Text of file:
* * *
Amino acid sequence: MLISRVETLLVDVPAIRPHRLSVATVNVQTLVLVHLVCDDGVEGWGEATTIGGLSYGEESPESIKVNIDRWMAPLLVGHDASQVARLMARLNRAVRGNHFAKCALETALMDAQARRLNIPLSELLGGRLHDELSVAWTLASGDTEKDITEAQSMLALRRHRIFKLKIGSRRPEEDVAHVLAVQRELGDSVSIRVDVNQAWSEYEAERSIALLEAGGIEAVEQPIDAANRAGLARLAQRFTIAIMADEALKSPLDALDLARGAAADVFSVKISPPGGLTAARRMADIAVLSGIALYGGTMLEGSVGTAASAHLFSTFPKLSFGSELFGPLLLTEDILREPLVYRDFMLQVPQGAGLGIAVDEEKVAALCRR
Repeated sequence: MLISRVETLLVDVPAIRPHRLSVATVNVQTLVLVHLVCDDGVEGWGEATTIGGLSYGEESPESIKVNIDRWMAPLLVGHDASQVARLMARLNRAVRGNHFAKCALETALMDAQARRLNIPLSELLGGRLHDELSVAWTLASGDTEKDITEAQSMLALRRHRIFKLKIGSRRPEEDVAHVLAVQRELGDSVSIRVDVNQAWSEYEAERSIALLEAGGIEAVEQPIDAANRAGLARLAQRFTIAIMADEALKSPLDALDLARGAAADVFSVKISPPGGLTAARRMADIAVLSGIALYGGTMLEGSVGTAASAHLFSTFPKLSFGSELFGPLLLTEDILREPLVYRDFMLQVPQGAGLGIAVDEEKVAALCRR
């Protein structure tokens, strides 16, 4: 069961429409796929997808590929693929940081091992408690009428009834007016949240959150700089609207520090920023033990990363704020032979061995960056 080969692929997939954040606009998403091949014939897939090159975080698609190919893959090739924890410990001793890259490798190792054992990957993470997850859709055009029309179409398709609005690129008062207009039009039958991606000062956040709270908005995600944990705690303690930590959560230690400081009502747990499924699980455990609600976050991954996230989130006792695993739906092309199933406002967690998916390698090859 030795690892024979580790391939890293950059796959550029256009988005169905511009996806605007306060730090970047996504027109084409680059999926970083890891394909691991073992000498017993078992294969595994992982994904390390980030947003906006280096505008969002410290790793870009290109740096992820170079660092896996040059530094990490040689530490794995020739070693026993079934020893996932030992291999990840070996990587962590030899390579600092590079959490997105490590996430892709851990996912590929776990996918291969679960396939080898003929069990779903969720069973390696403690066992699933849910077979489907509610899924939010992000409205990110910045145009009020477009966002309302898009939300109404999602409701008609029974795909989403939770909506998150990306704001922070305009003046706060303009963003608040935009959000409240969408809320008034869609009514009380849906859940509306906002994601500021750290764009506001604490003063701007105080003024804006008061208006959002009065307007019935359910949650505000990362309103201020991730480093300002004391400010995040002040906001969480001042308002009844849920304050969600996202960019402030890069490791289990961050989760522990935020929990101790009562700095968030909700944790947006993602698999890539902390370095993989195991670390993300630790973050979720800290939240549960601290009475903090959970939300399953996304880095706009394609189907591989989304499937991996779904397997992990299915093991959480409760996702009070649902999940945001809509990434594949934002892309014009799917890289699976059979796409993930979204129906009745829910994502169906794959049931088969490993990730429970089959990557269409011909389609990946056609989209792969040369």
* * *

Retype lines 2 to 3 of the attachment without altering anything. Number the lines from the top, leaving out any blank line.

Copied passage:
Repeated sequence: MLISRVETLLVDVPAIRPHRLSVATVNVQTLVLVHLVCDDGVEGWGEATTIGGLSYGEESPESIKVNIDRWMAPLLVGHDASQVARLMARLNRAVRGNHFAKCALETALMDAQARRLNIPLSELLGGRLHDELSVAWTLASGDTEKDITEAQSMLALRRHRIFKLKIGSRRPEEDVAHVLAVQRELGDSVSIRVDVNQAWSEYEAERSIALLEAGGIEAVEQPIDAANRAGLARLAQRFTIAIMADEALKSPLDALDLARGAAADVFSVKISPPGGLTAARRMADIAVLSGIALYGGTMLEGSVGTAASAHLFSTFPKLSFGSELFGPLLLTEDILREPLVYRDFMLQVPQGAGLGIAVDEEKVAALCRR
């Protein structure tokens, strides 16, 4: 069961429409796929997808590929693929940081091992408690009428009834007016949240959150700089609207520090920023033990990363704020032979061995960056 080969692929997939954040606009998403091949014939897939090159975080698609190919893959090739924890410990001793890259490798190792054992990957993470997850859709055009029309179409398709609005690129008062207009039009039958991606000062956040709270908005995600944990705690303690930590959560230690400081009502747990499924699980455990609600976050991954996230989130006792695993739906092309199933406002967690998916390698090859 030795690892024979580790391939890293950059796959550029256009988005169905511009996806605007306060730090970047996504027109084409680059999926970083890891394909691991073992000498017993078992294969595994992982994904390390980030947003906006280096505008969002410290790793870009290109740096992820170079660092896996040059530094990490040689530490794995020739070693026993079934020893996932030992291999990840070996990587962590030899390579600092590079959490997105490590996430892709851990996912590929776990996918291969679960396939080898003929069990779903969720069973390696403690066992699933849910077979489907509610899924939010992000409205990110910045145009009020477009966002309302898009939300109404999602409701008609029974795909989403939770909506998150990306704001922070305009003046706060303009963003608040935009959000409240969408809320008034869609009514009380849906859940509306906002994601500021750290764009506001604490003063701007105080003024804006008061208006959002009065307007019935359910949650505000990362309103201020991730480093300002004391400010995040002040906001969480001042308002009844849920304050969600996202960019402030890069490791289990961050989760522990935020929990101790009562700095968030909700944790947006993602698999890539902390370095993989195991670390993300630790973050979720800290939240549960601290009475903090959970939300399953996304880095706009394609189907591989989304499937991996779904397997992990299915093991959480409760996702009070649902999940945001809509990434594949934002892309014009799917890289699976059979796409993930979204129906009745829910994502169906794959049931088969490993990730429970089959990557269409011909389609990946056609989209792969040369």